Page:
Monday, January 17, 2011

Round-Up: January 17

Here is a round-up of today's blog posts - and for previous posts, check out the Bestiaria Latina Blog archives. You can keep up with the latest posts by using the RSS feed, or you might prefer to subscribe by email. I'm Twittering again now at Aesopus and AesopusEnglish.

HODIE: ante diem sextum decimum Kalendas Februarias (and yes, you can have your own Roman Google Calendar).

VERBUM HODIERNUM: Today's word is EXPENDO - read a brief essay about the word at the Verbosum blog. Here's one of the sayings you can find in the essay: Parvae expensae saepe factae consumunt patrimonium, "Small expenses, incurred often, can devour your estate."

BESTIARIA PROVERBS: There are some new animal proverbs today for PEDICULUS, the louse, and TURTUR, the turtle-dove.

FABULAE FACILES: The new easy-to-read fable is Sol et Ventus, the contest between the sun and the wind.

MILLE FABULAE: FABLE OF THE DAY: The fable for today is Aegrotus a Medico Interrogatus, the story of the patient who was dying of good symptoms. (You can also a free PDF copy of the Mille Fabulae et Una book.)

MILLE FABULAE: ILLUSTRATIONS: The latest fables with images are Aries et Taurus, the story of a self-important ram, and Agnus, Pastor, et Lanius, which is about the lamb who must choose between butcher and shepherd.

ENGLISH AESOP: The latest new fables are The Weasel and the Old Mouse and The Bald-Man and the Fly. (Plus, there's an English "fable of the day" each day, too.)

GOOGLE BOOKS: Today's Google Book is Lang's Adagia, Sive Sententiae Proverbiales, a wonderful collection of Latin and Greek proverbs with brief notes about the meaning of each proverb in Latin.

ROMAN HISTORY: I'm making my way now through Mommsen's History of Rome, having reached the famous Gauls - and the geese, of course. (If you are interested in joining in this Roman history project, you can find the reading schedule and all the books online, too - just visit that blog for more information).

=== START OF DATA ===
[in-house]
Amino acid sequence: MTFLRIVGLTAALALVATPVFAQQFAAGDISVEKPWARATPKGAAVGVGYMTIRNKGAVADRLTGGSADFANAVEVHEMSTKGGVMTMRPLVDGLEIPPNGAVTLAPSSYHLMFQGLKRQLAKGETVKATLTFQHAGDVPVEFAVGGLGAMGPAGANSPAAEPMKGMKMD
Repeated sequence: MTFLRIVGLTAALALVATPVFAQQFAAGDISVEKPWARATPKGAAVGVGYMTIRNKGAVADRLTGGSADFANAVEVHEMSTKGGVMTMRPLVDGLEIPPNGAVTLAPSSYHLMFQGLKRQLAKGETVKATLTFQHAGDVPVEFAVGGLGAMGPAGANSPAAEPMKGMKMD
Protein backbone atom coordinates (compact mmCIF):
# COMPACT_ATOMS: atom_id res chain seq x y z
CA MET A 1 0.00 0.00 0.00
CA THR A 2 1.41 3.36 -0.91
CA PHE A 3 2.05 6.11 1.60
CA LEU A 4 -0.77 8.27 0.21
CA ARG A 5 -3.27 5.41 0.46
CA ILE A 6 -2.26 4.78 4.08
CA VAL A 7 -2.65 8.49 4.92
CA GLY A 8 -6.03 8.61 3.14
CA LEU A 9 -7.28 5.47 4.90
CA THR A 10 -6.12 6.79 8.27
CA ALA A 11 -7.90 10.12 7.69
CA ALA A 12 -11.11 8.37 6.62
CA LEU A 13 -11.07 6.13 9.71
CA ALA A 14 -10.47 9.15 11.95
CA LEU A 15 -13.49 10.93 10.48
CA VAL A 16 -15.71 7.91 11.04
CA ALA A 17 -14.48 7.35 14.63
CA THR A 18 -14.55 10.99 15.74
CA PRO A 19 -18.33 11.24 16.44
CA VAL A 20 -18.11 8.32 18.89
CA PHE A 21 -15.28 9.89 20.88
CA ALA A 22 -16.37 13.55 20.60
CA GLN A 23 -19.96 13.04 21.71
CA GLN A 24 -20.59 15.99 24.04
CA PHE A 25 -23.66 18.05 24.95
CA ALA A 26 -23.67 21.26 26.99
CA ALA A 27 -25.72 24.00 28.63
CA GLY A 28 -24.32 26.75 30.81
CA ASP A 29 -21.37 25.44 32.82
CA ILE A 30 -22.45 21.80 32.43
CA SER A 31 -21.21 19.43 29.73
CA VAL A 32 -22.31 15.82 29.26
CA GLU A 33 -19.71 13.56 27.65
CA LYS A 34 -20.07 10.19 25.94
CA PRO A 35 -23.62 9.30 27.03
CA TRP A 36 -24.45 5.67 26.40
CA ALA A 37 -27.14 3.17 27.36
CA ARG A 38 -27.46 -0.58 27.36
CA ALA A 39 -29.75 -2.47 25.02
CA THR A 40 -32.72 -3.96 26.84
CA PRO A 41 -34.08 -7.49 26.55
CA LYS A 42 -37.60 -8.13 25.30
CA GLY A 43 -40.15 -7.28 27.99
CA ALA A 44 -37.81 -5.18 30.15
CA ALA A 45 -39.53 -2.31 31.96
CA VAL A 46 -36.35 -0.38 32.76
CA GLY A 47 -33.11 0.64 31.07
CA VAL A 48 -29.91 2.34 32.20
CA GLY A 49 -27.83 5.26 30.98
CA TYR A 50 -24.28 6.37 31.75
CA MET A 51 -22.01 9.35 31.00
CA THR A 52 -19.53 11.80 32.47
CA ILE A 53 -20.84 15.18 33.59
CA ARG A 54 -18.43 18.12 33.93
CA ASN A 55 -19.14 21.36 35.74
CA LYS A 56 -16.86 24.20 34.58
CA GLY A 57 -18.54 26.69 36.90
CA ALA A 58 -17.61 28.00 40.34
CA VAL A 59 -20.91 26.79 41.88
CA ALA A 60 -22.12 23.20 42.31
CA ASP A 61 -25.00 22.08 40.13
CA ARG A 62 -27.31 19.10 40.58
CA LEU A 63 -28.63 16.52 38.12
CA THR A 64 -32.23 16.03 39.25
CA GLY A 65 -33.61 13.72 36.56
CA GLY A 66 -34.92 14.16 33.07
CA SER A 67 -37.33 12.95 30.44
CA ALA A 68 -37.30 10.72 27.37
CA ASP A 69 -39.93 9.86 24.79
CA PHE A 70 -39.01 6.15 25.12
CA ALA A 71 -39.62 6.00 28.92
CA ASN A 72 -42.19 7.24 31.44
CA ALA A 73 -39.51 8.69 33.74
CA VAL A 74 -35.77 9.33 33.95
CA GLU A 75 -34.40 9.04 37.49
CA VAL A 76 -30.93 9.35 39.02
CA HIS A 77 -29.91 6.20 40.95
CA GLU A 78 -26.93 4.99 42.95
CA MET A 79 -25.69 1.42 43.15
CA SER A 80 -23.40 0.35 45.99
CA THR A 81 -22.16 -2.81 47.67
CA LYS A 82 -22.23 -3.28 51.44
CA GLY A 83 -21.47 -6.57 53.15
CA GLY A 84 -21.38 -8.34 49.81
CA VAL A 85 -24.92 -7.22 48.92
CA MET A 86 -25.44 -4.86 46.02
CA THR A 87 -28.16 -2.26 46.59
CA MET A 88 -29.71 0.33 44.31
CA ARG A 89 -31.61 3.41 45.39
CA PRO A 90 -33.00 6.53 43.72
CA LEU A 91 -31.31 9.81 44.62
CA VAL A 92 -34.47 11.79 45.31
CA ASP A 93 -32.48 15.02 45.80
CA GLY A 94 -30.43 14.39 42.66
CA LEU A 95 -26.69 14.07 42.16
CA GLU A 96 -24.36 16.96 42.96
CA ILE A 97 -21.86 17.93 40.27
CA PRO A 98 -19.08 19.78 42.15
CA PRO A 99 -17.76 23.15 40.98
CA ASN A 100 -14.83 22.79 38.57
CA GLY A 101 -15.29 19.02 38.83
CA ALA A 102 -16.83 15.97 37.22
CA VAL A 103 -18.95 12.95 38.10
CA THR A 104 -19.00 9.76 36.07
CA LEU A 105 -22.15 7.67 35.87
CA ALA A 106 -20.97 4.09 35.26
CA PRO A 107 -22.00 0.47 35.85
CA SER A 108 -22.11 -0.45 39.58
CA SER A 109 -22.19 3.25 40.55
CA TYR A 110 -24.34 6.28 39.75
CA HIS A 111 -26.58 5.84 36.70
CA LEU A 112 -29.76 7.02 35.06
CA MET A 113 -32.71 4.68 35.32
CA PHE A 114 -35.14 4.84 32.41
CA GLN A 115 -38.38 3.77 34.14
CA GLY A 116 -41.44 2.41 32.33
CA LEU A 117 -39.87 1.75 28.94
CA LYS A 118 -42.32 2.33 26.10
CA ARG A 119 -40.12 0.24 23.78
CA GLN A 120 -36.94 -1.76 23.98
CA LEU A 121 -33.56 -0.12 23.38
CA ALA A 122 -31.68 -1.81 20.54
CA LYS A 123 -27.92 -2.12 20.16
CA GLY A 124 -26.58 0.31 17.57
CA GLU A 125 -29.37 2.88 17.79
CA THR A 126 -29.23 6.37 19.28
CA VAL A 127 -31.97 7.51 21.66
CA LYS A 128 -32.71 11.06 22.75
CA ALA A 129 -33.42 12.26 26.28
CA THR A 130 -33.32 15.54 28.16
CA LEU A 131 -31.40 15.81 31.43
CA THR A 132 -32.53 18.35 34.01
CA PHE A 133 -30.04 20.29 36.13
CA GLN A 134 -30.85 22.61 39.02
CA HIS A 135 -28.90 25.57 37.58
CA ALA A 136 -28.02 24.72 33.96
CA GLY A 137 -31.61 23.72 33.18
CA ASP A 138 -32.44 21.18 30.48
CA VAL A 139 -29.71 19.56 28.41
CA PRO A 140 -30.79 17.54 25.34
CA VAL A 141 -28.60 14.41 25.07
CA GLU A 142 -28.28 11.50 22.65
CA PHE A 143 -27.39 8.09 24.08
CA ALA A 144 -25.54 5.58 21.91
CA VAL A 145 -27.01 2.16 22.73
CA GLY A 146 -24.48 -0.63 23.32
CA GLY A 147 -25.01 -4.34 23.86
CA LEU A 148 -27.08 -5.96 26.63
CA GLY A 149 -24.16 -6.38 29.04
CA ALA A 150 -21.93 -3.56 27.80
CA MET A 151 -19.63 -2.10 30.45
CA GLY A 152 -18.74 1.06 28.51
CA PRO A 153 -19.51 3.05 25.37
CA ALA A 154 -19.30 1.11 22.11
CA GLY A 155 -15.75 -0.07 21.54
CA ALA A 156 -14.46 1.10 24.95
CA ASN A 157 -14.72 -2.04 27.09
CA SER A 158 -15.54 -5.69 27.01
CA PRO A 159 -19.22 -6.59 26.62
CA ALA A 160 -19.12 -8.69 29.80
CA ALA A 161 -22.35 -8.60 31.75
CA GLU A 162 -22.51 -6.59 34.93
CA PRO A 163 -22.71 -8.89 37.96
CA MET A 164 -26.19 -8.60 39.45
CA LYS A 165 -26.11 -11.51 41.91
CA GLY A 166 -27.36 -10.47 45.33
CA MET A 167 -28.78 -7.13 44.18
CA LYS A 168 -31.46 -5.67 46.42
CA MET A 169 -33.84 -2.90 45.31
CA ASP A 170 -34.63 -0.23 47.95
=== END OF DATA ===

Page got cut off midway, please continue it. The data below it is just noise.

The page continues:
TODAY'S MOTTOES & PROVERBS: Widgets available at

Tiny Mottoes: Today's tiny motto is: Sine timore (English: Without fear - I think that is a great motto, especially in today's fear-mongering society).

3-Word Proverbs Verb-less: Today's 3-word verb-less proverb is Nihil potentius auro (English: Nothing is more powerful than gold)

Audio Latin Proverb: Today's audio Latin proverb is Ne capra contra leonem (English: A goat should not confront a lion.). To read a brief essay about this proverb and to listen to the audio, visit the Latin Via Proverbs blog.

Maxims of Publilius Syrus: Today's proverb from Publilius Syrus is: Mutare quod non possis, ut natum est, feras (English: What you cannot change, you must endure as it happens).

Animal Proverb from Erasmus: Today's animal proverb from Erasmus is Aquila non captat muscas (English: An eagle doesn't catch flies; from Adagia 3.2.65).

For an image today, here is an illustration of the famous fable of the sun and the wind, 741. Sol et Ventus. Sol et Aquilo certabant uter sit fortior. Conventum est experiri vires in viatorem, ut palmam ferat qui excusserit viatoris manticam. Boreas horrisono turbine viatorem aggreditur. At ille non desistit, amictum gradiendo duplicans. Assumit vices Sol qui, nimbo paulatim evicto, totos emolitur radios. Incipit viator aestuare, sudare, anhelare. Tandem progredi nequiens, sub frondoso nemore, obiecta mantica, resedit, et ita Soli victoria contingebat. (source - easy version):

Sol et Boreas